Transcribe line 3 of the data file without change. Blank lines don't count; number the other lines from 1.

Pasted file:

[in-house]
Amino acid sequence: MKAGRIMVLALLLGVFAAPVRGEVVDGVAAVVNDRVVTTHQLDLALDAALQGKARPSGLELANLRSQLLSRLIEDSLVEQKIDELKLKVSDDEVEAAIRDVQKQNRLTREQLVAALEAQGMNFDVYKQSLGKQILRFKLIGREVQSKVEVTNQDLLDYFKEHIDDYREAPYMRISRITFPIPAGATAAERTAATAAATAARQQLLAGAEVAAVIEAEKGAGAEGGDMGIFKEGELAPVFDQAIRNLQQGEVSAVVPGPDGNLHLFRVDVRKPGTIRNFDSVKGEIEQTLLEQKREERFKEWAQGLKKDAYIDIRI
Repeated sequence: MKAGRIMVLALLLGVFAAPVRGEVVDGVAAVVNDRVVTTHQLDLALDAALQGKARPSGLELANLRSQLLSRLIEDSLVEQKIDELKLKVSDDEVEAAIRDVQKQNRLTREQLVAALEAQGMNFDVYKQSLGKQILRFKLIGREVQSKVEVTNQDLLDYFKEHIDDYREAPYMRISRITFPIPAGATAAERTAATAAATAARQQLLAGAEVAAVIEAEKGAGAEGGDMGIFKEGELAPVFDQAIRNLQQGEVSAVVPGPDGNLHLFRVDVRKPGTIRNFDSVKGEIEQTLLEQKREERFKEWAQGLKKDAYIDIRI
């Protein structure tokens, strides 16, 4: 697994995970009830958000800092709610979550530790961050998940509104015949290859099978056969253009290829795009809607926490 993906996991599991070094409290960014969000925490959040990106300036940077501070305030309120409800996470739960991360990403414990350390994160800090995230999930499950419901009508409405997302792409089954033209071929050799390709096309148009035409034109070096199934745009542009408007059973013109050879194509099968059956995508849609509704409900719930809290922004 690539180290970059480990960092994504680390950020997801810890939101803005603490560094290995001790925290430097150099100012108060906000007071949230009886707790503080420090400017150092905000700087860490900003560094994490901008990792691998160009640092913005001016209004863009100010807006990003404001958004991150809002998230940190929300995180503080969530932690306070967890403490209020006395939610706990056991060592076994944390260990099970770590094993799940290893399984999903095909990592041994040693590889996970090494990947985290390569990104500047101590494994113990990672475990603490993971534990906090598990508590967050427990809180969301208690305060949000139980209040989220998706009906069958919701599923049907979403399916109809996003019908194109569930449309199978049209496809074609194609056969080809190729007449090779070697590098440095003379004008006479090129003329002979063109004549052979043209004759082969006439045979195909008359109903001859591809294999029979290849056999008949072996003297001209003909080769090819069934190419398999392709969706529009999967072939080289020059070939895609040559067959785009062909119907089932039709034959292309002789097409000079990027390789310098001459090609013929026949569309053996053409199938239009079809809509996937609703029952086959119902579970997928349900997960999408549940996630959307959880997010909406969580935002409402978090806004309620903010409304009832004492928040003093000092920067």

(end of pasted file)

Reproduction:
Repeated sequence: MKAGRIMVLALLLGVFAAPVRGEVVDGVAAVVNDRVVTTHQLDLALDAALQGKARPSGLELANLRSQLLSRLIEDSLVEQKIDELKLKVSDDEVEAAIRDVQKQNRLTREQLVAALEAQGMNFDVYKQSLGKQILRFKLIGREVQSKVEVTNQDLLDYFKEHIDDYREAPYMRISRITFPIPAGATAAERTAATAAATAARQQLLAGAEVAAVIEAEKGAGAEGGDMGIFKEGELAPVFDQAIRNLQQGEVSAVVPGPDGNLHLFRVDVRKPGTIRNFDSVKGEIEQTLLEQKREERFKEWAQGLKKDAYIDIRI